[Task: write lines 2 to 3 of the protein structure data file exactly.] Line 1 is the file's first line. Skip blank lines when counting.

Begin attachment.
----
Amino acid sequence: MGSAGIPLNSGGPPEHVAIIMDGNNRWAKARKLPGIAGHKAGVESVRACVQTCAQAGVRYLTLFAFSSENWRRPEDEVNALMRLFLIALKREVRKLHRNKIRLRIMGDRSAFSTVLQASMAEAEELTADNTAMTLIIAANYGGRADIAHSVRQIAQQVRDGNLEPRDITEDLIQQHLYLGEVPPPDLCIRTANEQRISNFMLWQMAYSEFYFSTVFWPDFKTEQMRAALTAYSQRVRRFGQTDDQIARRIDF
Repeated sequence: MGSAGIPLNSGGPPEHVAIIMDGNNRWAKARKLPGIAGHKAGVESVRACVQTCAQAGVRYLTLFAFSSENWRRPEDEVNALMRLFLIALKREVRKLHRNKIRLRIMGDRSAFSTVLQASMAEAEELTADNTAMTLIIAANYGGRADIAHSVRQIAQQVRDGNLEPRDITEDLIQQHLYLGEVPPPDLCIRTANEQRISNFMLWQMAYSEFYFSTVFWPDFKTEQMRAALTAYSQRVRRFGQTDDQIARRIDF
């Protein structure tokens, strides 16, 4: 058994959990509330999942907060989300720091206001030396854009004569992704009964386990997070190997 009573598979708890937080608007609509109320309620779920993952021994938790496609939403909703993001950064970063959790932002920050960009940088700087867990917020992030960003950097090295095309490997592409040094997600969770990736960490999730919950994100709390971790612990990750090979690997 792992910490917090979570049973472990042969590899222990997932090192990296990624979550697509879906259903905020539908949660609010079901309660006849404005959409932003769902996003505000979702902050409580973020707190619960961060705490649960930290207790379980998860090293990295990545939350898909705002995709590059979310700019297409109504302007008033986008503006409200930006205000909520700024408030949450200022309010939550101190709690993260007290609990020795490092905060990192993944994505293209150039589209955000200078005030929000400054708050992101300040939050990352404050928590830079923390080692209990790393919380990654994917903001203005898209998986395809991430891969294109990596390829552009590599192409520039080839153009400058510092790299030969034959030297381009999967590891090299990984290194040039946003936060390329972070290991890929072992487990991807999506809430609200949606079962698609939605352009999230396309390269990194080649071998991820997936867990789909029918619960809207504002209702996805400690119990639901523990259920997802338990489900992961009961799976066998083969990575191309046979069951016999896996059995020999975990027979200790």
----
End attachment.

Repeated sequence: MGSAGIPLNSGGPPEHVAIIMDGNNRWAKARKLPGIAGHKAGVESVRACVQTCAQAGVRYLTLFAFSSENWRRPEDEVNALMRLFLIALKREVRKLHRNKIRLRIMGDRSAFSTVLQASMAEAEELTADNTAMTLIIAANYGGRADIAHSVRQIAQQVRDGNLEPRDITEDLIQQHLYLGEVPPPDLCIRTANEQRISNFMLWQMAYSEFYFSTVFWPDFKTEQMRAALTAYSQRVRRFGQTDDQIARRIDF
């Protein structure tokens, strides 16, 4: 058994959990509330999942907060989300720091206001030396854009004569992704009964386990997070190997 009573598979708890937080608007609509109320309620779920993952021994938790496609939403909703993001950064970063959790932002920050960009940088700087867990917020992030960003950097090295095309490997592409040094997600969770990736960490999730919950994100709390971790612990990750090979690997 792992910490917090979570049973472990042969590899222990997932090192990296990624979550697509879906259903905020539908949660609010079901309660006849404005959409932003769902996003505000979702902050409580973020707190619960961060705490649960930290207790379980998860090293990295990545939350898909705002995709590059979310700019297409109504302007008033986008503006409200930006205000909520700024408030949450200022309010939550101190709690993260007290609990020795490092905060990192993944994505293209150039589209955000200078005030929000400054708050992101300040939050990352404050928590830079923390080692209990790393919380990654994917903001203005898209998986395809991430891969294109990596390829552009590599192409520039080839153009400058510092790299030969034959030297381009999967590891090299990984290194040039946003936060390329972070290991890929072992487990991807999506809430609200949606079962698609939605352009999230396309390269990194080649071998991820997936867990789909029918619960809207504002209702996805400690119990639901523990259920997802338990489900992961009961799976066998083969990575191309046979069951016999896996059995020999975990027979200790």